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15 Things I Wished I Learned Earlier as a Software Developer

Software development is a constant learning experience, but there are certain habits and tips that I wished I internalized earlier. Hopefully, these will be of help to any learning software developer to help you save time, frustration, and effort in the long run.

Habits are not a finish line to be crossed, they are a lifestyle to be lived

  • James Clear


You’ll never know everything about anything.

Programming, algorithms, frameworks, libraries, they’re all too vast for any one person to understand the whole system. Swallow your ego and accept that you don’t know most of the things out there.

Learn how to use Git, properly.

The worst programmers are the ones who don’t actually know how to use git and don’t ask for help, messing up the git tree and causing hours of unnecessary work. Don’t be that guy, learn git.

Learn shortcuts in your IDE.

You’ll be surprised how much time you can save if you’re effective in your IDE. That means knowing where all the menu items are and shortcuts to the most common ones to spend less time having to click around and more time coding.

Stay physically active.

Coding is a very sedentary activity. Staying physically active, whether walking around for half an hour a day to going to the gym will do wonders for your productivity.

Plan before coding.

I see too many experienced developers rush head first into programming without doing the proper preparation to ensure that they aren’t wasting time. Yes, I understand that we’re software developers because we love coding, but some nice flowcharts, feature requirements, and other preparations can be done that’ll make the programming that much easier and faster.

For the love of God use a Linter

Style consistency is a big deal in any software application where you’re working with others. Using a linter is a great way to ensure that you write code that follows the latest and greatest standards.

Contribute to Open Source

I’ve written an entire article on why contributing to open source is good, but simply put it gets your name out there, gives you experience working on large projects, and hopefully makes you feel good about giving back to the community.

Stop binge watching tutorials and start coding

I’ve fallen into this trap many times myself, of constantly watching tutorial after tutorial but never taking the step of creating something. That chasm is one that has to be jumped, and once jumped, will make you feel so much better.

If you have time, blog!

Blogging is a great way to practice technical writing, get your name out there, and make people happy with great articles!

Create your developer portfolio

If you’re trying to get hired, or show off your skills to friends, a portfolio is essential. This is a fun weekend project that will make your life so much easier when trying to show others your developer talents.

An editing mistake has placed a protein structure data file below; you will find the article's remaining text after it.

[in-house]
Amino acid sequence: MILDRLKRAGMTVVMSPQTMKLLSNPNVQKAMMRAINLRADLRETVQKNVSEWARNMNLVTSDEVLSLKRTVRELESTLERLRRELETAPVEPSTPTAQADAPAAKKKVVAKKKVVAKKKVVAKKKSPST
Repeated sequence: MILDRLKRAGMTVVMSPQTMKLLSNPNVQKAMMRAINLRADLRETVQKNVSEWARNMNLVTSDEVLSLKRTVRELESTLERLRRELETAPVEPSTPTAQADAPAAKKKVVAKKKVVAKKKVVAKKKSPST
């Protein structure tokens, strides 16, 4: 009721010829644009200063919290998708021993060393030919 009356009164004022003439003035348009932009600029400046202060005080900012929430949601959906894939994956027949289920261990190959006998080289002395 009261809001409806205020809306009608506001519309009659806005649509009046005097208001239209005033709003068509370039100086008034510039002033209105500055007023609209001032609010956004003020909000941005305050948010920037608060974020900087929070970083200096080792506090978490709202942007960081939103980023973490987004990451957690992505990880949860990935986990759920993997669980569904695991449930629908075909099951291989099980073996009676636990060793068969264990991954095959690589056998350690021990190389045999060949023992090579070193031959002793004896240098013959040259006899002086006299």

Try to learn something new everyday!

Don’t ignore the power of compound habits. Think of how much more knowledge you’ll have in a year if you commit right now to learning something new daily!

Don’t take code critique personally

This is one that I struggle with myself, but when someone is criticizing your code, it’s not a personal attack. Have the matureness to step away and view what you’ve created from an unbiased view. It’ll help you write better and faster code as a developer.

Don’t compare yourself to those around you

Imposter syndrome is a big problem in the software developer community. Don’t make it worse by comparing your skills and talents to others. Everyone has unique experiences. Recognize that your path has led you to where you are today, and appreciate that!

Don’t be afraid to say No

Don’t overcommit yourself and be firm in your dedication to a singular focus. Don’t be afraid to turn down offers to work more, or on different projects, and prioritize yourself above your work.

Learn basic Devops

Devops, though often considered boring, is critical to building any kind of application. Take some time and learn the basics of how devops works so you can leverage it effectively for your next project.


Commit to learning these tips and you’ll see your value and productivity as a software developer drastically increase.

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There's a lot of content out there, I appreciate you reading mine. I'm a young entrepreneur and I write about software development and my experience running companies. You can signup for my newsletter here

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Top comments (5)

perpetual_education profile image
perpetual . education

Great list! We would just add that - if you _don't _ have time to blog... (or otherwise explain and write about your design process) - then you aren't prioritizing. As the boot camps train up a bazillion people to can bash out Node commands... the world is going to care a lot more about your thoughts than your ability to type - really soon...

sjehutch_14 profile image
Scott Hutchinson

Very good list . Might I add that .

Spending hours tracking down a bug is worth its weight in gold , for the next time your hands hit the keyboard .

peledzohar profile image
Zohar Peled

I might add: Get a mentor. Learn to become a mentor. Be a mentor.

abdulshakoor profile image
Shoukrey Tom

WOW!!! great tips, thank you for your advises

andrewbaisden profile image
Andrew Baisden

Blogging is a huge one it makes a world of difference and allows you to understand better the code that you write as you are sharing it with other developers.